In these measures, the participants around the globe showed significant political polarization, with liberals expressing belief in climate change and supporting climate-change policies to a far greater extent than conservatives—a finding consistent with previous surveys.

The researchers then tested participants' engagement with actions aimed at addressing climate change. But prior to asking related questions, the researchers posed a series of messages, or interventions, to the participants in order to test their impact. These interventions included, among others, the following:

  • Emphasizing scientific consensus on climate change (i.e., "Ninety-nine percent of expert climate change scientists agree that the Earth is warming, and climate change is happening, mainly because of human activity.").
  • Touting the effectiveness of collective action in addressing climate change by providing examples of successful climate actions people took in the past.
  • Asking participants to write a letter to a socially close child, as a member of the future generation.
  • Asking participants to write a letter to a future generation member outlining what climate actions they are undertaking today to make the planet livable in 2055.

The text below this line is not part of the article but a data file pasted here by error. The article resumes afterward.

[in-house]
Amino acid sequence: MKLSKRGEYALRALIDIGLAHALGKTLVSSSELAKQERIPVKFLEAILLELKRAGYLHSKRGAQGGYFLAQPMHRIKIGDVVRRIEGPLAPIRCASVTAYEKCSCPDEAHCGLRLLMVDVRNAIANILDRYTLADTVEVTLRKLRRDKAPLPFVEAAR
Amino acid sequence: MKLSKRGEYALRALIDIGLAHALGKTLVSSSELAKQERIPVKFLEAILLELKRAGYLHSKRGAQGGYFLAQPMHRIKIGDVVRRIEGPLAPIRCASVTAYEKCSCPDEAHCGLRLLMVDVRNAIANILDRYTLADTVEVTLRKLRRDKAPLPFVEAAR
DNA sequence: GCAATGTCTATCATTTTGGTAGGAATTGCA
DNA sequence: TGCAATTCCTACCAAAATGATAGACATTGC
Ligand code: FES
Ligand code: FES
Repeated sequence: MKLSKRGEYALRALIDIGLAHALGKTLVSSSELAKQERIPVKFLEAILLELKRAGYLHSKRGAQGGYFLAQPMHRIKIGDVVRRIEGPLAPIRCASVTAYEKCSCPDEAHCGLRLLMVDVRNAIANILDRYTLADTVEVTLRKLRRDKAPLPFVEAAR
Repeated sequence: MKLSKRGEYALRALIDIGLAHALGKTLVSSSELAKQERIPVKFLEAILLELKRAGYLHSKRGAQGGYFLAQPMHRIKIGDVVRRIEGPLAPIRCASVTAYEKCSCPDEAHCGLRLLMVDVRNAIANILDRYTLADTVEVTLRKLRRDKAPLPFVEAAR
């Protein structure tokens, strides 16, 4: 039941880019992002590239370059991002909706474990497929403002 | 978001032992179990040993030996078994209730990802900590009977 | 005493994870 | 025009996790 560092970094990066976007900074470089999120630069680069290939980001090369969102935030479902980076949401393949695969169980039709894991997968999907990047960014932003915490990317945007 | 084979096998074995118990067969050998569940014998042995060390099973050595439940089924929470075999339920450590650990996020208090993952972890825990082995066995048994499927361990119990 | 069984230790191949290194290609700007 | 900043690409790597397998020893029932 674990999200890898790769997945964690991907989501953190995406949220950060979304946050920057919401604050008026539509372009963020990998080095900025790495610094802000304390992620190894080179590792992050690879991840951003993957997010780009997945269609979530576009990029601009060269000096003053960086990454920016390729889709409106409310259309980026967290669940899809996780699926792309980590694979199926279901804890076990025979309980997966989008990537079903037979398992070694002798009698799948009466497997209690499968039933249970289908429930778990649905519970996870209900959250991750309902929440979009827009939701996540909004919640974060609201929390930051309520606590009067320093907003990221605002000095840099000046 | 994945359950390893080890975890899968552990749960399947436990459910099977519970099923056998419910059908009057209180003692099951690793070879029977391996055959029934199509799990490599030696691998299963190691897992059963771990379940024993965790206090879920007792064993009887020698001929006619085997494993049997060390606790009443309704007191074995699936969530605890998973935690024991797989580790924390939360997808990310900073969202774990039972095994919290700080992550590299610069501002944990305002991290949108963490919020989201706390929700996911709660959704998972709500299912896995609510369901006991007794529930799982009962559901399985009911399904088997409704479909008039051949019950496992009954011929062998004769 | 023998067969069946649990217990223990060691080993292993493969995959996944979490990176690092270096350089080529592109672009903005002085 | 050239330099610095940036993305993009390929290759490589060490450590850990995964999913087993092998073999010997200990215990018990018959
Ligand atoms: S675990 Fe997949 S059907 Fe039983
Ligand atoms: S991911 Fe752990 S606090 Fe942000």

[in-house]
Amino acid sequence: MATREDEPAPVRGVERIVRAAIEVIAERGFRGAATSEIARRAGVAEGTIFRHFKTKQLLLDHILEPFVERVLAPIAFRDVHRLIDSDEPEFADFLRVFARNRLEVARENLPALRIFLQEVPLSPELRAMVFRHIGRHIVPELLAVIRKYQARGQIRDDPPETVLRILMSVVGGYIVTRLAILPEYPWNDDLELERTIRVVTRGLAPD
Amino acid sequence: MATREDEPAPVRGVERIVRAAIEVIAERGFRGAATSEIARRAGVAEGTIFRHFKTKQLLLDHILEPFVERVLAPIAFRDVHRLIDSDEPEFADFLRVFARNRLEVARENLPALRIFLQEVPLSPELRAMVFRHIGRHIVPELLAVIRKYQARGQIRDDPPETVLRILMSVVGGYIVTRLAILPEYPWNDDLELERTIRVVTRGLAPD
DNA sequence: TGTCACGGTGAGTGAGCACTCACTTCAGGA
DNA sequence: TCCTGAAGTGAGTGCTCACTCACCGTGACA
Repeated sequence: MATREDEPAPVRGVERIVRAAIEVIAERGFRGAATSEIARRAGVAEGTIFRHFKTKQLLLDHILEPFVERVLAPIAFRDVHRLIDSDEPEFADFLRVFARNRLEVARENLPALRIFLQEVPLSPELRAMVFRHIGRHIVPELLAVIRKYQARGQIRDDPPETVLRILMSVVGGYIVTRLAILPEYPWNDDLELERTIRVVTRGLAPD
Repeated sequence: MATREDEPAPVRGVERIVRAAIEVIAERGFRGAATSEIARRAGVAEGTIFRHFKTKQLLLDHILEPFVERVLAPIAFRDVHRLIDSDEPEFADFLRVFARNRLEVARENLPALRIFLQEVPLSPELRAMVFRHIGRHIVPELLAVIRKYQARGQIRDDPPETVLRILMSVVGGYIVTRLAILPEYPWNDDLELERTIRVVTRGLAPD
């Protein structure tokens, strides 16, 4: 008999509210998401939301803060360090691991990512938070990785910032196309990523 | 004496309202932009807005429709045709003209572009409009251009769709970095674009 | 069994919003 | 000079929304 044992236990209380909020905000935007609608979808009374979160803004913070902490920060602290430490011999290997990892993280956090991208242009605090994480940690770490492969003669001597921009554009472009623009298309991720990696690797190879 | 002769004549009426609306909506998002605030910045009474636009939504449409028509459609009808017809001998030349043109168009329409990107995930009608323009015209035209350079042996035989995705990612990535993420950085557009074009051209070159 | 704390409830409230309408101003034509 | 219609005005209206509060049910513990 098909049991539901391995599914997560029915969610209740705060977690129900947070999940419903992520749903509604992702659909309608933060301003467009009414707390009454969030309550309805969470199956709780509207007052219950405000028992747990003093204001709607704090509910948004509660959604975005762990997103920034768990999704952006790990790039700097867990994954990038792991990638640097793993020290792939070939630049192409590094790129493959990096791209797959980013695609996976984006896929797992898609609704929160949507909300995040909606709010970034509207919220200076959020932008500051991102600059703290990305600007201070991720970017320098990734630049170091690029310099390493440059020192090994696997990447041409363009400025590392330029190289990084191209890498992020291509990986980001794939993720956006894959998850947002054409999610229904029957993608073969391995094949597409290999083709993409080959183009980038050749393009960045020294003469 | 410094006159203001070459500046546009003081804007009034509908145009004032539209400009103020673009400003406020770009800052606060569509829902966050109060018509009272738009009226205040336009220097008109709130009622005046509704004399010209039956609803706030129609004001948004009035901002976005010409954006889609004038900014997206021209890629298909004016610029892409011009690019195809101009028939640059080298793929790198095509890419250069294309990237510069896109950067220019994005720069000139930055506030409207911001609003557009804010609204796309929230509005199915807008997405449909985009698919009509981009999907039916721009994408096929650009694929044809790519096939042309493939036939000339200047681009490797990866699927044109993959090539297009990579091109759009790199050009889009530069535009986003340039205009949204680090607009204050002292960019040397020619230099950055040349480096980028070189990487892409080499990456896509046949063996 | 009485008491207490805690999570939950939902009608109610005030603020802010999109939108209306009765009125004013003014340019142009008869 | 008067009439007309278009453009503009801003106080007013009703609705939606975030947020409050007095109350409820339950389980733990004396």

To gauge the effectiveness of these interventions, the paper's authors tested participants' support for several climate-related views, policies, and actions (e.g., "Climate change poses a serious threat to humanity," "I support raising carbon taxes on gas/fossil fuels/coal," participation in a tree-planting initiative).

Finally, the paper's authors gauged the desire of participants to share climate-mitigation information on , "Did you know that removing meat and dairy for only two out of three meals per day could decrease food-related carbon emissions by 60%?" The data were collected between July 2022 and May 2023.

The researchers found that three interventions—emphasizing effective collective actions, writing a letter to a future generation member, and writing a letter from the future self—boosted the climate beliefs and policy support of both liberals and conservatives. Notably, emphasizing stimulated liberals' willingness to participate in a tree-planting initiative, but this message had no impact on conservatives.

"Different interventions are more effective at increasing liberals' and conservatives' climate awareness and action, so practitioners and can use our results to administer the most effective for their target audience," explains Vlasceanu.

The study's other authors were Kimberly Doell, senior scientist at the University of Vienna, and Jay Van Bavel, an NYU professor of psychology.

More information: Michael Berkebile-Weinberg et al, The differential impact of climate interventions along the political divide in 60 countries, Nature Communications (2024). DOI: 10.1038/s41467-024-48112-8

Journal information: Nature Communications

Citation: Study finds liberals and conservatives differ on climate change beliefs—but are relatively united in taking action (2024, May 9) retrieved 15 June 2024 from